On November 13, 2010, the Company acquired the production rights to the Mid-Ohio Comic Con from GCX Holdings. The total consideration for the acquisition was $77,500, of which $60,000 was the initial purchase price, payable in royalties consisting of 25% of the first $40,000 of exhibitor revenue, plus 10% of the exhibitor revenue over $40,000. Additionally, we agreed to a five-year consulting agreement for $3,500 per year, payable in annual installments commencing in the year after the $60,000 initial purchase price had been paid in full. The production cost of the 2011 Mid-Ohio Comic Con was approximately $160,000, which we funded out of existing cash and cash flow from our Company’s operations and proceeds from ticket sales and exhibitor sales prior to the event.
Subsequent Business Operations
In late 2011, we began to leverage the popularity of our Comic Cons to use as a springboard to enter the digital media market. Specifically, in the fourth quarter, we launched our new digital entertainment ad network called the “Wizard World Digital Entertainment Network,” which is comprised of two websites; www.wizardworld.com and www.toywiz.com, and the Wizard World email database. The Wizard World Digital Entertainment Network will offer display advertising to brand advertisers, priced on a traditional cost-per-thousand (CPM) ad impression basis. The Wizard World Digital Entertainment Network plans to represent both its owned and operated site, www.wizardworld.com, as well as third-party sites such as www.toywiz.com. The Company expects to sign up several more third-party sites in 2012 and beyond to grow our vertical entertainment ad network business.
Our 2011 Wizard World tour included nine conventions occurring in the following cities: New Orleans, LA, Miami, FL, Toronto, Ontario, Anaheim, CA, New York, NY, Philadelphia, PA, Rosemont, IL, Columbus, OH and Austin, TX. We receive revenue from our Comic Cons in three (3) ways, namely from (i) consumer ticket sales; (ii) exhibitor booth sales; and (iii) national and/or regional sponsorships. Each Comic Con varies in cost to produce. Production costs vary based on the size and scope of the production. Generally, our production costs range from approximately $150,000 for a smaller scale production to over $450,000 for a larger production. We base the number of Comic Cons that we produce on how much internal cash flow we have to fund them, which limits the number of Comic Cons that we can produce in one year.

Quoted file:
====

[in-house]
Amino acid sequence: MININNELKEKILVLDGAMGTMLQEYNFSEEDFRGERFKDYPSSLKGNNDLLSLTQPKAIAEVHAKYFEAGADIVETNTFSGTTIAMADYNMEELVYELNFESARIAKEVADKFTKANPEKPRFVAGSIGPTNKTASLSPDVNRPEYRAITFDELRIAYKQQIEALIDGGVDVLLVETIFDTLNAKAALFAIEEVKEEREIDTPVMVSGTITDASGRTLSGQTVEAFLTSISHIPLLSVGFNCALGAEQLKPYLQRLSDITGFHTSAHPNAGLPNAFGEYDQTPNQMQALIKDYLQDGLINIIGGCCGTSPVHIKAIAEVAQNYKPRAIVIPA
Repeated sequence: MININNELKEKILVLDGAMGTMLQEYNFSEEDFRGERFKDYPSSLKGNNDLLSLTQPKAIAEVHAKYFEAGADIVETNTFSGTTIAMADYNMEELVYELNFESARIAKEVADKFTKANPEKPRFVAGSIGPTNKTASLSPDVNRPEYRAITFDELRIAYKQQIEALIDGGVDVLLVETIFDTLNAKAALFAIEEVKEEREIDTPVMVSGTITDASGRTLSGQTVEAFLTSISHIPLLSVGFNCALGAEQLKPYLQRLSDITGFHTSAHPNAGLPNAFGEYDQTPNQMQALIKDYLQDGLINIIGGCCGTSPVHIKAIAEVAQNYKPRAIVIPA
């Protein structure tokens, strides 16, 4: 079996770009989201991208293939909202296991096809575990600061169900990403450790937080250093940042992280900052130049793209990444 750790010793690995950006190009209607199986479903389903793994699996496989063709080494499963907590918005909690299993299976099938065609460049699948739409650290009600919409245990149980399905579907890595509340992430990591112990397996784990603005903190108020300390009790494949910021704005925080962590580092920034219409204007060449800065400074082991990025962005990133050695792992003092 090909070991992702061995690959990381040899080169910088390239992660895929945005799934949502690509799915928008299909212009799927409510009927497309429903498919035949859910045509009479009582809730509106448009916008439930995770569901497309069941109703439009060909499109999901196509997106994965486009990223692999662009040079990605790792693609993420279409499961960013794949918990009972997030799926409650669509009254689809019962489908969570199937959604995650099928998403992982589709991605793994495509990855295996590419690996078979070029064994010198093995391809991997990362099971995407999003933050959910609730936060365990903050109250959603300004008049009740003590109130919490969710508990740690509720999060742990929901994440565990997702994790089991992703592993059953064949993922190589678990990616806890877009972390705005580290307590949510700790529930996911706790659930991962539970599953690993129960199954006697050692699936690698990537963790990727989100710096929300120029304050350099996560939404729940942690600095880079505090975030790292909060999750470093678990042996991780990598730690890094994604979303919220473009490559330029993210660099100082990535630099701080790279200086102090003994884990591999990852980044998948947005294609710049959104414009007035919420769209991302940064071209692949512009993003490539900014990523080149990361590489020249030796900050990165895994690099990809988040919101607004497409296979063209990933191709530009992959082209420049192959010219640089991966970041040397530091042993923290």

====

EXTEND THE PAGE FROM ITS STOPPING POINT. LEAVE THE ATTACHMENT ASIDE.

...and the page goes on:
The Company’s plan for 2012 is to focus the Wizard World tour on the Company’s six most popular ‘Super-Regional shows; New Orleans, LA, Toronto, Ontario, Philadelphia, PA, Rosemont, IL, Columbus, OH and Austin, TX.
The majority of our target audience are young adult males and are active consumers of many types of entertainment and media, such as movies, music, toys, video games, apps, consumer electronics, computers, and lifestyle products (e.g. clothes, footwear, digital devices, mobile phones and men’s personal items).
In late 2011, we began leveraging the popularity of our Comic Cons as a springboard to enter the digital media market. We will use digital media (i) as a distribution channel for the pop culture content that we showcase at our Comic Cons, (ii) to provide coverage of our Comic Con events, and (iii) to introduce new and upcoming products and talent in the pop culture world. To that end, we formed a wholly owned subsidiary, Wizard World Digital, Inc. (“Digital”), to send entertainment emails to our fan database, manage our website www.wizardworld.com and our online presence on, among others, Twitter and Facebook.
Further, in the fourth quarter of 2011, we launched our new digital entertainment ad network called the “Wizard World Digital Entertainment Network,” which is comprised of two websites at www.wizardworld.com, www.toywiz.com, as well as the Wizard World email database. The Wizard World Digital Entertainment Network will offer display advertising to brand advertisers, priced on a traditional cost-per-thousand (CPM) ad impression basis. We plan to work with display advertising networks and third party representation firms, and to hire four direct sales employees over the next 12 months to maximize the monetization of the Wizard World Digital Entertainment Network.